United States v. Thompson, 118 F. Supp. 2d 723 (W.D. Tex. 1998)

U.S. District Court for the Western District of Texas - 118 F. Supp. 2d 723 (W.D. Tex. 1998)
March 25, 1998

118 F. Supp. 2d 723 (1998)


No. A-97-CR-198 AA.

United States District Court, W.D. Texas, Austin Division.

March 25, 1998.

*724 Gerald Conley Carruth, Assistant United States Attorney, Austin, TX, for plaintiff.

William H. Ibbotson, Federal Public Defender's Office, Austin, TX, for defendant.



ALBRIGHT, United States Magistrate Judge.

Before the Court is Defendant Buddy Lynn Thompson's Motion to Dismiss (Clerk's Docket No. 14) filed on February 11, 1998. The Government filed a Response on February 23, 1998 (Clerk's Docket No. 15). The Court heard oral arguments from all counsel on March 11, 1998.

The Government has charged Defendant Thompson, by way of information, with violation of 7 U.S.C. § 2156 (a misdemeanor count of dog fighting). The Parties agree that the Defendant served as a "referee" for a single fight between two pit bull dogs on July 24, 1993. The Government contends, and the Defendant acknowledges, that a series of fights took place on that date. The Defendant makes three distinct arguments. First, he contends that he cannot be convicted of violating 7 U.S.C. § 2156 because neither of the two dogs in the fight that the Defendant refereed had been transported in interstate commerce. He also contends that the statute is constitutionally infirm because Congress does not have the authority under the Commerce Clause to criminalize the Defendant's conduct. The Defendant also contends that the statute violates the Tenth Amendment because regulation of animal welfare is traditionally an area of state regulation.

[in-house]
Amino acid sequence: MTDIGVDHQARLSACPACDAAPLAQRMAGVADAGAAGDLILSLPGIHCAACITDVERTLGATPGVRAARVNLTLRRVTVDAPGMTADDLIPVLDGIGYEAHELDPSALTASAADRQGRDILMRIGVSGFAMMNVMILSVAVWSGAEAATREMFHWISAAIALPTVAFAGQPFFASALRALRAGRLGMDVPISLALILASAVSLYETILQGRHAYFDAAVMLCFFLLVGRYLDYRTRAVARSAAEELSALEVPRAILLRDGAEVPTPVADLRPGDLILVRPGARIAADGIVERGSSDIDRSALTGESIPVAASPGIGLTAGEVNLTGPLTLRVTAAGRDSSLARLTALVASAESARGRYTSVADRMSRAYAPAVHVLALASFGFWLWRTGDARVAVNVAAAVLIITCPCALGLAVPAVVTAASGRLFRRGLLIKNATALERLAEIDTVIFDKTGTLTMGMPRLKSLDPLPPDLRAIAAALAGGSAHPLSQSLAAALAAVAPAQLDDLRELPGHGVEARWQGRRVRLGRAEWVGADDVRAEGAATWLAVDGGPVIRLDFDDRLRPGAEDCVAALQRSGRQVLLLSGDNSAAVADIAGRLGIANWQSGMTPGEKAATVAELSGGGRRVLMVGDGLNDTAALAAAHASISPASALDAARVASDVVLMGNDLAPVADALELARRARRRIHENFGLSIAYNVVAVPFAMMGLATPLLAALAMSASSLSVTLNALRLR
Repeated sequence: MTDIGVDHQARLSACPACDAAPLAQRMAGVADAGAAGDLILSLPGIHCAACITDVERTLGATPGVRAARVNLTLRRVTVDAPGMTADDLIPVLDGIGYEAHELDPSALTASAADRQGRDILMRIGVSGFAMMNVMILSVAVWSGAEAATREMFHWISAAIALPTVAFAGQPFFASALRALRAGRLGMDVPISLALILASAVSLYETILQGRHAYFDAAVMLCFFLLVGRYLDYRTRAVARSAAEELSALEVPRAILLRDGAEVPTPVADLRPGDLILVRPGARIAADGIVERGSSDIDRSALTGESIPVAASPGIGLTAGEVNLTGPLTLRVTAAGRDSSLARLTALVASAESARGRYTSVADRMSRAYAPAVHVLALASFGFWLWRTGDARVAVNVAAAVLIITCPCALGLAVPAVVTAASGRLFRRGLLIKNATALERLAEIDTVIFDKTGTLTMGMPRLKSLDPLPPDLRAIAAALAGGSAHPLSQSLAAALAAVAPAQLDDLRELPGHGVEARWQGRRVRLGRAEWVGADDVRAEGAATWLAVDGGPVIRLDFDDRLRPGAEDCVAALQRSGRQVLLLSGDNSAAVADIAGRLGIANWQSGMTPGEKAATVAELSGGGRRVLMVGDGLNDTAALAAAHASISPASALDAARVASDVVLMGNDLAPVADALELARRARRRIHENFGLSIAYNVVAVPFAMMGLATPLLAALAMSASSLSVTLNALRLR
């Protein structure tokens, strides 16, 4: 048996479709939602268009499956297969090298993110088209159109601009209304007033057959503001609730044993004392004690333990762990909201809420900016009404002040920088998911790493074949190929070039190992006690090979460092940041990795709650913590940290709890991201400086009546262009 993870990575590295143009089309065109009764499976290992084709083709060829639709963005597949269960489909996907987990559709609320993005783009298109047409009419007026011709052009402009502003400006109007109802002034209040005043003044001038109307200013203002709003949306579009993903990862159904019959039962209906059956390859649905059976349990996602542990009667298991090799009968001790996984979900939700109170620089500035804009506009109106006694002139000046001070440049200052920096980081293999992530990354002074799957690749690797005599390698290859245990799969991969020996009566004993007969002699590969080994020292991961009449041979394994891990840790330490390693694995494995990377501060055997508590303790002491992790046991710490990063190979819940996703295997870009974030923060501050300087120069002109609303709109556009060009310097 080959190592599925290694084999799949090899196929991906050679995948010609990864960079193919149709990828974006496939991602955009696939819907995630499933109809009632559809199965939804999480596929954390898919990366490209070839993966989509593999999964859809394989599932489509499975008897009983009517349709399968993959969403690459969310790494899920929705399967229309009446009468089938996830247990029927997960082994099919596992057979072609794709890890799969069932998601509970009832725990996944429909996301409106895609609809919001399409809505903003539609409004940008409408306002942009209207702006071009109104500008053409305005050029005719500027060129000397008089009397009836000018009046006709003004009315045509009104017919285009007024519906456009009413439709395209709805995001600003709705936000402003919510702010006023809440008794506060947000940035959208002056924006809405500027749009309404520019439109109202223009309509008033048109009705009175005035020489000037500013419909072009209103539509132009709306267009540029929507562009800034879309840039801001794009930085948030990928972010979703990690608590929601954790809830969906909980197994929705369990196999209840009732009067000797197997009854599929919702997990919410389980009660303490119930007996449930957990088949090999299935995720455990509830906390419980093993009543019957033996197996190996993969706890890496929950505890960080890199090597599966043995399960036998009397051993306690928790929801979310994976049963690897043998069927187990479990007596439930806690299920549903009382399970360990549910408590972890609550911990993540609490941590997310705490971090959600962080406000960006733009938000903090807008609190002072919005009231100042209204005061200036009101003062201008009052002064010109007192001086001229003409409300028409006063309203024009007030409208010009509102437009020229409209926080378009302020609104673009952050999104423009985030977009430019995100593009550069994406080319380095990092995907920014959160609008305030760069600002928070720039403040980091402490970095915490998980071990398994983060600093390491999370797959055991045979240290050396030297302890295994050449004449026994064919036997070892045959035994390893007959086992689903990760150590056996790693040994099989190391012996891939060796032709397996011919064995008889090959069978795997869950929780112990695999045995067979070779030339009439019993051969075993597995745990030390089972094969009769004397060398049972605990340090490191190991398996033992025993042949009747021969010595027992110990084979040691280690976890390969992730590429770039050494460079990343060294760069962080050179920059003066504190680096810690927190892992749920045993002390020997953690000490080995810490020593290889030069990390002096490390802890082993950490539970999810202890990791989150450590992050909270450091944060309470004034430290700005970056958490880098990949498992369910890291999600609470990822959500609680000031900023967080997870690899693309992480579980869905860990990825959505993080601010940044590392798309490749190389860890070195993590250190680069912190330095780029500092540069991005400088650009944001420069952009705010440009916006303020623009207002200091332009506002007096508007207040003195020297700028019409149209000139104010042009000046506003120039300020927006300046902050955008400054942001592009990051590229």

What Is an Animal Fighting Venture?

The Defendant in this case contends that he cannot be subjected to prosecution for the crime of aiding and abetting the exhibition of an animal fighting venture to which one or more animals had been moved in interstate commerce because he was involved (as a referee) in only one dog fight. The fight took place in Texas and involved two dogs that had not been moved in interstate commerce. The question presented to the Court is whether the term "venture" in the statute should be construed narrowly to mean the single fight that the Defendant participated in; or whether the "venture" was the entire set of dog fighting activities that took place on the date that the Defendant participated as a referee.